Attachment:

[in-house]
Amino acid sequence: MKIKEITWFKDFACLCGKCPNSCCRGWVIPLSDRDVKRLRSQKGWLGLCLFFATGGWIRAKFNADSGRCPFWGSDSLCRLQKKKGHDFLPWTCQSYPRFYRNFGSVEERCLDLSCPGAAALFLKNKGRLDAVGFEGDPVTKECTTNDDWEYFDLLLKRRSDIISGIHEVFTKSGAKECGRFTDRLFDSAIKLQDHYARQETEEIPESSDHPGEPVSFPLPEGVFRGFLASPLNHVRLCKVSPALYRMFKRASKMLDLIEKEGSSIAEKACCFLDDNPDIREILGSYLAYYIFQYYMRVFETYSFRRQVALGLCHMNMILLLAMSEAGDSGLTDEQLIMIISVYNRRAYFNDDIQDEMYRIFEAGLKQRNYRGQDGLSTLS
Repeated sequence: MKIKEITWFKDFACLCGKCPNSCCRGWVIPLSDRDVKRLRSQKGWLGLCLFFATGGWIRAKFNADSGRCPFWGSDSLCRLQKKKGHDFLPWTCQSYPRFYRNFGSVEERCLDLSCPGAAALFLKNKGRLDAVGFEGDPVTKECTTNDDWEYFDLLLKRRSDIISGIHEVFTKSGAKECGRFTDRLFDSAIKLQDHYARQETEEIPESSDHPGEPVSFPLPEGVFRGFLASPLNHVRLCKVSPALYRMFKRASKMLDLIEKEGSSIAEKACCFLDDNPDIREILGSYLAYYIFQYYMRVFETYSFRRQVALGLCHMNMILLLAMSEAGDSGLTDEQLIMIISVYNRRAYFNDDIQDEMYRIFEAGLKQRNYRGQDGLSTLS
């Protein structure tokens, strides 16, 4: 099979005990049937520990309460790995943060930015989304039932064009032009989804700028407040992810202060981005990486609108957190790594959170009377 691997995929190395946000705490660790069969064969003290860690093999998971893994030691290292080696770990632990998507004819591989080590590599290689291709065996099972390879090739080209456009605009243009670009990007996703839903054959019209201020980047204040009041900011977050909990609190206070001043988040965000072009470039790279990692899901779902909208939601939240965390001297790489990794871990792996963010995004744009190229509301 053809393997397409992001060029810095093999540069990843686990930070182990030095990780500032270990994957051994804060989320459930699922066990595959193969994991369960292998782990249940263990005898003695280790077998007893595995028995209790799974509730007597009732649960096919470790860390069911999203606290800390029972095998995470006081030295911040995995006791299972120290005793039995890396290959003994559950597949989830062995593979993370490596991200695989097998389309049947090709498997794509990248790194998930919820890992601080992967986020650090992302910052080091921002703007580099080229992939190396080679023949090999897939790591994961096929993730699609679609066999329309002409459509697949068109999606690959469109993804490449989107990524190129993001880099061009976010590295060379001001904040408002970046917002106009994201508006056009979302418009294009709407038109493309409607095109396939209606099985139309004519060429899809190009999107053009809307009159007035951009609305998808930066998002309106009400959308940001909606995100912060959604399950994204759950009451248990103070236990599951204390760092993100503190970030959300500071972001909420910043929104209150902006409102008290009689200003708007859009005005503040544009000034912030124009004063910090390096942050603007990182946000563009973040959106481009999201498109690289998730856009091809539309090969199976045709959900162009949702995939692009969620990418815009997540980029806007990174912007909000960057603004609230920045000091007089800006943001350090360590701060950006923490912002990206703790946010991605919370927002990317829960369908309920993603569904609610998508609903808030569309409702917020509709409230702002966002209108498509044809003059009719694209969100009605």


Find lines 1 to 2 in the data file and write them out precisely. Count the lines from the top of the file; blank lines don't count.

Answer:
[in-house]
Amino acid sequence: MKIKEITWFKDFACLCGKCPNSCCRGWVIPLSDRDVKRLRSQKGWLGLCLFFATGGWIRAKFNADSGRCPFWGSDSLCRLQKKKGHDFLPWTCQSYPRFYRNFGSVEERCLDLSCPGAAALFLKNKGRLDAVGFEGDPVTKECTTNDDWEYFDLLLKRRSDIISGIHEVFTKSGAKECGRFTDRLFDSAIKLQDHYARQETEEIPESSDHPGEPVSFPLPEGVFRGFLASPLNHVRLCKVSPALYRMFKRASKMLDLIEKEGSSIAEKACCFLDDNPDIREILGSYLAYYIFQYYMRVFETYSFRRQVALGLCHMNMILLLAMSEAGDSGLTDEQLIMIISVYNRRAYFNDDIQDEMYRIFEAGLKQRNYRGQDGLSTLS